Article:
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Coffee is a culture, with die-hard fans, experts and professionals that can analyze a brew like a sommelier breaks down a glass of wine. In support of this culture, we’re profiling four of the most important coffee regions, so that next time you have a layover in the coffee aisle trying to decipher between Brazilian and Indonesian beans, you’ll have no reservations. 




A handful of countries make up the coffee-growing regions of Africa. The sprawling continent provides plenty of excellent coffee-growing areas, each producing a unique, complex cup of coffee that is generally described as sweet, fruity and floral. The earliest known coffee drinking happened in Ethiopia and Yemen, both countries that still produce highly regarded beans using traditional methods. 

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At the top of that belt is Central America. Most coffees in this region are harvested from Costa Rica, Guatemala, Honduras, El Salvador and Nicaragua. Described as having a clean and bright taste with good acidity, coffees from this region are often considered a sort of everyman’s coffee: exceptionally well-balanced and mild to medium in body.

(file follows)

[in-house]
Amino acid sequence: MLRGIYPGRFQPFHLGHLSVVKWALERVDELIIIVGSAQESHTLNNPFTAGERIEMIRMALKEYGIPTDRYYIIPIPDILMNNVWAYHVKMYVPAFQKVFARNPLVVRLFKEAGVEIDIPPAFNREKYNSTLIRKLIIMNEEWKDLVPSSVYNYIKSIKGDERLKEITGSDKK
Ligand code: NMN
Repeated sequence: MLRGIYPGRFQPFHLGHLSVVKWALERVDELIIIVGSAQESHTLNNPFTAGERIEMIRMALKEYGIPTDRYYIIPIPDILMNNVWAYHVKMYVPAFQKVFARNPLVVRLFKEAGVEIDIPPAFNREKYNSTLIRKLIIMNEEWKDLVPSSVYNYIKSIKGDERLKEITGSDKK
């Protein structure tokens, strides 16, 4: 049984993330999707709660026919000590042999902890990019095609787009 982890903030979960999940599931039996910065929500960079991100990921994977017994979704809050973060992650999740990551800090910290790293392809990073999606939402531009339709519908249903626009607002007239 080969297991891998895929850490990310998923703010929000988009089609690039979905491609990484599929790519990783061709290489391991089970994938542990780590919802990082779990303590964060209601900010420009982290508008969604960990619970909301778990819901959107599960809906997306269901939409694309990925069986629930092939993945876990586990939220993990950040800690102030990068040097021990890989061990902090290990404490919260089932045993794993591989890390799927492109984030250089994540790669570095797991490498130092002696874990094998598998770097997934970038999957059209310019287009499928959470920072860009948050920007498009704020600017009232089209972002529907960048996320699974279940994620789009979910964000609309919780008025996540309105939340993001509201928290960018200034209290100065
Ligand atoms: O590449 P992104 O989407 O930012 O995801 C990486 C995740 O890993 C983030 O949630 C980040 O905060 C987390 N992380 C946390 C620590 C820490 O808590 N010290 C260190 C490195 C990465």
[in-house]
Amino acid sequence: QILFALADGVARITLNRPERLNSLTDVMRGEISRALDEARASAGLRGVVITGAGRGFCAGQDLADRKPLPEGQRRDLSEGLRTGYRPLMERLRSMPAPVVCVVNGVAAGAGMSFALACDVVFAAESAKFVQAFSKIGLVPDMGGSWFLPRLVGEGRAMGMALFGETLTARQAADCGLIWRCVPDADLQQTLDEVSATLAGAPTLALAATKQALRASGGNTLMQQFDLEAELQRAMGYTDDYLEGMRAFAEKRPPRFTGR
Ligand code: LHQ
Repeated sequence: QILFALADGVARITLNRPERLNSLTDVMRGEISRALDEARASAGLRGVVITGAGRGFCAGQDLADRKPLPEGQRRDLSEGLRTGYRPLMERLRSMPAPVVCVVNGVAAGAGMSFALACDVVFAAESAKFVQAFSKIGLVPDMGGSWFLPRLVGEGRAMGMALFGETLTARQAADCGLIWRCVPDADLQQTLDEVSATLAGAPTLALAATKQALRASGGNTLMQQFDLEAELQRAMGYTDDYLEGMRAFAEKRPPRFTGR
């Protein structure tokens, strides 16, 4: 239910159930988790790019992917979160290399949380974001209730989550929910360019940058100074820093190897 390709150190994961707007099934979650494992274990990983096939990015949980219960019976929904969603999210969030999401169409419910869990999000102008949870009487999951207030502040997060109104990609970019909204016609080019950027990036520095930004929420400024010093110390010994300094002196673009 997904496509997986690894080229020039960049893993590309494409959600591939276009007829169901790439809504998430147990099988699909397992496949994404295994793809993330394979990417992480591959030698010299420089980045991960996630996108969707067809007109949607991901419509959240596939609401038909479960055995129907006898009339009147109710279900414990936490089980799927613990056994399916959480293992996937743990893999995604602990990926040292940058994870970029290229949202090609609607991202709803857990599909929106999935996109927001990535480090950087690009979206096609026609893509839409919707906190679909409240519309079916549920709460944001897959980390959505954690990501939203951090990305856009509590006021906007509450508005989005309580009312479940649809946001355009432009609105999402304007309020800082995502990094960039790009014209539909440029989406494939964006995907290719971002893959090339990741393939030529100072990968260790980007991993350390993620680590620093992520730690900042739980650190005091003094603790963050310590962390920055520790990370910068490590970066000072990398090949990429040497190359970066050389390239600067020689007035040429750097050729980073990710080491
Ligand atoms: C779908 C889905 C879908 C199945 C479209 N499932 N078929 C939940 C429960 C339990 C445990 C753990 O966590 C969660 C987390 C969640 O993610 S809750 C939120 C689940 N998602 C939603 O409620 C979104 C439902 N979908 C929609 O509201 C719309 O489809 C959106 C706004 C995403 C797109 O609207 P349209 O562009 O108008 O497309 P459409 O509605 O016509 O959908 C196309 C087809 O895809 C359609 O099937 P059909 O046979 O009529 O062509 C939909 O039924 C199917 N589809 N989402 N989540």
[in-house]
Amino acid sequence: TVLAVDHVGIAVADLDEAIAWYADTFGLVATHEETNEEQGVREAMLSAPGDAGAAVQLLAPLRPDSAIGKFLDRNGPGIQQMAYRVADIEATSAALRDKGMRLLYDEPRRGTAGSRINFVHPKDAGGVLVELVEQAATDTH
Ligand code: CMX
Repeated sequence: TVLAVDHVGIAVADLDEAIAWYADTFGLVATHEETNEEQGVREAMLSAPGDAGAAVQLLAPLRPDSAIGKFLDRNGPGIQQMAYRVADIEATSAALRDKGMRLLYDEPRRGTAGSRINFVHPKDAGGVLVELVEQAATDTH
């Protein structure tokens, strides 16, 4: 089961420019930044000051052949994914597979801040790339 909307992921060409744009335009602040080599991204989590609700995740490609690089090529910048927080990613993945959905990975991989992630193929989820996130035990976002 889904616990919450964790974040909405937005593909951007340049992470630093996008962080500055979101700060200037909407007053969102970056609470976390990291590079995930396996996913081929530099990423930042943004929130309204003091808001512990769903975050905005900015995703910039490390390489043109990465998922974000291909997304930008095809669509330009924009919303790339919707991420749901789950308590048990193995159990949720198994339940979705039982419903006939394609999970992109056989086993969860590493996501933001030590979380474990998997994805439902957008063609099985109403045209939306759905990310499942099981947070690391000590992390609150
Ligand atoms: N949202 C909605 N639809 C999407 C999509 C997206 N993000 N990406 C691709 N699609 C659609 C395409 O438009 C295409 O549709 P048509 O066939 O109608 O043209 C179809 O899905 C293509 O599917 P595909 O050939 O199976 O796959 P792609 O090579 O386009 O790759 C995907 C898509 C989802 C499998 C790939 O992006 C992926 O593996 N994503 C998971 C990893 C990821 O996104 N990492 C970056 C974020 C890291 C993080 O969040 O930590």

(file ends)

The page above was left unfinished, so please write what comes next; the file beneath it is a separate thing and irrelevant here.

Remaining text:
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In the Pacific Rim, Indonesia, Papua New Guinea, Vietnam and the Philippines are the most popular coffee growers, and for good reason. Robusta, the bitter beans that make up only 30% of the world’s coffee production, are mainly produced here. If you hear “big and bold” describing a cup, it’s more than likely coming from this area of the world. One of our favorite sub-regions is Sumatra, which produces a bean that’s often described as “earthy”, “herbal”, and “full-bodied”.

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Colombia, Brazil, Ecuador and Bolivia make up the bulk of coffee growing countries in South America. Most us are familiar with the term “Colombian coffee”, and that’s because it’s well-marketed and a lot of chain restaurants serve it. Still, it’s Brazil that’s the world’s largest coffee producer — they provide 25% of the beans we consume in the States — and Brazilian coffee can vary in profile from spicy and rich to mild and fruity. 

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